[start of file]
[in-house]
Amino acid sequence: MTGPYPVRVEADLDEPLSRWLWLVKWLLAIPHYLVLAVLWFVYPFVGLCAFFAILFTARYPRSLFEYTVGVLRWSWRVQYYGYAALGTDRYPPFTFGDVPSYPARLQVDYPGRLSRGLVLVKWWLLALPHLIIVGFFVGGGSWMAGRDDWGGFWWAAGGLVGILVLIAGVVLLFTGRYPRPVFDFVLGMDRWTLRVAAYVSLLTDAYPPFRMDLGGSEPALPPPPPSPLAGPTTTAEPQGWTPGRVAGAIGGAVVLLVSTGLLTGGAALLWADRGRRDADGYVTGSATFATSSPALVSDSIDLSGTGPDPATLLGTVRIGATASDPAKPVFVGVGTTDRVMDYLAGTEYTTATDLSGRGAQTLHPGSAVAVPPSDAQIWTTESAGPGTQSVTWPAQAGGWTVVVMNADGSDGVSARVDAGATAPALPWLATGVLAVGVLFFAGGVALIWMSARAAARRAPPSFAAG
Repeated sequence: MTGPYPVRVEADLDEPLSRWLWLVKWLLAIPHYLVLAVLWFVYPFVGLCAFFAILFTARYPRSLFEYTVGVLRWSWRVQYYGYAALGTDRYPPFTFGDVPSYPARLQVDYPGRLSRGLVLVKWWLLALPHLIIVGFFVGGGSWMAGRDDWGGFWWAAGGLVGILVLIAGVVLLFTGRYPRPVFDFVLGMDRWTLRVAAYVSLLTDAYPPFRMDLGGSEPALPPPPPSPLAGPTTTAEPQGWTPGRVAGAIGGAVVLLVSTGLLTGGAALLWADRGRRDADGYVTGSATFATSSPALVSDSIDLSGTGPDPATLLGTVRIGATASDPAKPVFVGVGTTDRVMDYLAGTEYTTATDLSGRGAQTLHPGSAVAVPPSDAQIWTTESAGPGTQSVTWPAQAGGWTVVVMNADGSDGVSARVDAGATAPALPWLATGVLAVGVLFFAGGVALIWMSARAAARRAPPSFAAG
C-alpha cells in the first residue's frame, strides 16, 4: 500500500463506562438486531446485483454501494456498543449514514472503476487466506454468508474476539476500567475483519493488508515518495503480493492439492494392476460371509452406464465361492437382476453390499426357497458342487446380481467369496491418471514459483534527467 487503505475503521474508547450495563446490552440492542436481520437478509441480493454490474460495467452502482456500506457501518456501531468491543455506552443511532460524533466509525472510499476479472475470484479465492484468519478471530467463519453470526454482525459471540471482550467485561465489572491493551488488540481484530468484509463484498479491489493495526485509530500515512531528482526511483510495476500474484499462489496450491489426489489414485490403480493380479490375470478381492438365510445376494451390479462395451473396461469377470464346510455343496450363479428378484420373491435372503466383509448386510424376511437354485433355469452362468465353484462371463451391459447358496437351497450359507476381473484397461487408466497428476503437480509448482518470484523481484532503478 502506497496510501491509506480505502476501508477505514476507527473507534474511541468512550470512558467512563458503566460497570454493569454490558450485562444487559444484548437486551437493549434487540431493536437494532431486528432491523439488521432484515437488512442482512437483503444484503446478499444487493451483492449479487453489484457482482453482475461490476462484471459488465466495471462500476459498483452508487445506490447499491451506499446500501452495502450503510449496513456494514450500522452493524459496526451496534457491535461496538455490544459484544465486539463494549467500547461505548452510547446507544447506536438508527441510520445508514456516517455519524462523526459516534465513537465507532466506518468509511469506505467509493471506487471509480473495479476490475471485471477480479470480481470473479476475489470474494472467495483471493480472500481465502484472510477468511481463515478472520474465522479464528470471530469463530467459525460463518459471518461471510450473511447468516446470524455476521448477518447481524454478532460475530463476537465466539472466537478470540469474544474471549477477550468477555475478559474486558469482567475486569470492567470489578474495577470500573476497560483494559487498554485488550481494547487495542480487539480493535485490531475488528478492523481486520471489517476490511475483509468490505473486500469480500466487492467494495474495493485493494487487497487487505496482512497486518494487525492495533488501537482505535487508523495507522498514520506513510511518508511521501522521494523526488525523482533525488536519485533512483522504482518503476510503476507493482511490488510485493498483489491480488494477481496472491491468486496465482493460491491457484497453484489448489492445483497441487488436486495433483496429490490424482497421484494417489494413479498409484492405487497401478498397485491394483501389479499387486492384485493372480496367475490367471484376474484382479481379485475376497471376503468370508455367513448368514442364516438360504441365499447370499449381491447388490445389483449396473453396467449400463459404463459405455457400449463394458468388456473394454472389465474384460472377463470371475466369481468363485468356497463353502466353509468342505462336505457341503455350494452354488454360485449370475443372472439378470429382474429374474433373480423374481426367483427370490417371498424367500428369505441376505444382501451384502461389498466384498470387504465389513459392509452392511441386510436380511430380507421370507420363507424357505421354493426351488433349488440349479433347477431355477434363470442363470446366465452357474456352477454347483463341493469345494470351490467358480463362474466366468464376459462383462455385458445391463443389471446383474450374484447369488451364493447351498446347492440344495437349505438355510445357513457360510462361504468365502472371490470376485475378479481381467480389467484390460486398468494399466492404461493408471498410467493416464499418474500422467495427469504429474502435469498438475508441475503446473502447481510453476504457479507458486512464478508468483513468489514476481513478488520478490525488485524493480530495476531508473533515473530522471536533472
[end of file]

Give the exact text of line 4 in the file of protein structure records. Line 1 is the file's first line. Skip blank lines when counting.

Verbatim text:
C-alpha cells in the first residue's frame, strides 16, 4: 500500500463506562438486531446485483454501494456498543449514514472503476487466506454468508474476539476500567475483519493488508515518495503480493492439492494392476460371509452406464465361492437382476453390499426357497458342487446380481467369496491418471514459483534527467 487503505475503521474508547450495563446490552440492542436481520437478509441480493454490474460495467452502482456500506457501518456501531468491543455506552443511532460524533466509525472510499476479472475470484479465492484468519478471530467463519453470526454482525459471540471482550467485561465489572491493551488488540481484530468484509463484498479491489493495526485509530500515512531528482526511483510495476500474484499462489496450491489426489489414485490403480493380479490375470478381492438365510445376494451390479462395451473396461469377470464346510455343496450363479428378484420373491435372503466383509448386510424376511437354485433355469452362468465353484462371463451391459447358496437351497450359507476381473484397461487408466497428476503437480509448482518470484523481484532503478 502506497496510501491509506480505502476501508477505514476507527473507534474511541468512550470512558467512563458503566460497570454493569454490558450485562444487559444484548437486551437493549434487540431493536437494532431486528432491523439488521432484515437488512442482512437483503444484503446478499444487493451483492449479487453489484457482482453482475461490476462484471459488465466495471462500476459498483452508487445506490447499491451506499446500501452495502450503510449496513456494514450500522452493524459496526451496534457491535461496538455490544459484544465486539463494549467500547461505548452510547446507544447506536438508527441510520445508514456516517455519524462523526459516534465513537465507532466506518468509511469506505467509493471506487471509480473495479476490475471485471477480479470480481470473479476475489470474494472467495483471493480472500481465502484472510477468511481463515478472520474465522479464528470471530469463530467459525460463518459471518461471510450473511447468516446470524455476521448477518447481524454478532460475530463476537465466539472466537478470540469474544474471549477477550468477555475478559474486558469482567475486569470492567470489578474495577470500573476497560483494559487498554485488550481494547487495542480487539480493535485490531475488528478492523481486520471489517476490511475483509468490505473486500469480500466487492467494495474495493485493494487487497487487505496482512497486518494487525492495533488501537482505535487508523495507522498514520506513510511518508511521501522521494523526488525523482533525488536519485533512483522504482518503476510503476507493482511490488510485493498483489491480488494477481496472491491468486496465482493460491491457484497453484489448489492445483497441487488436486495433483496429490490424482497421484494417489494413479498409484492405487497401478498397485491394483501389479499387486492384485493372480496367475490367471484376474484382479481379485475376497471376503468370508455367513448368514442364516438360504441365499447370499449381491447388490445389483449396473453396467449400463459404463459405455457400449463394458468388456473394454472389465474384460472377463470371475466369481468363485468356497463353502466353509468342505462336505457341503455350494452354488454360485449370475443372472439378470429382474429374474433373480423374481426367483427370490417371498424367500428369505441376505444382501451384502461389498466384498470387504465389513459392509452392511441386510436380511430380507421370507420363507424357505421354493426351488433349488440349479433347477431355477434363470442363470446366465452357474456352477454347483463341493469345494470351490467358480463362474466366468464376459462383462455385458445391463443389471446383474450374484447369488451364493447351498446347492440344495437349505438355510445357513457360510462361504468365502472371490470376485475378479481381467480389467484390460486398468494399466492404461493408471498410467493416464499418474500422467495427469504429474502435469498438475508441475503446473502447481510453476504457479507458486512464478508468483513468489514476481513478488520478490525488485524493480530495476531508473533515473530522471536533472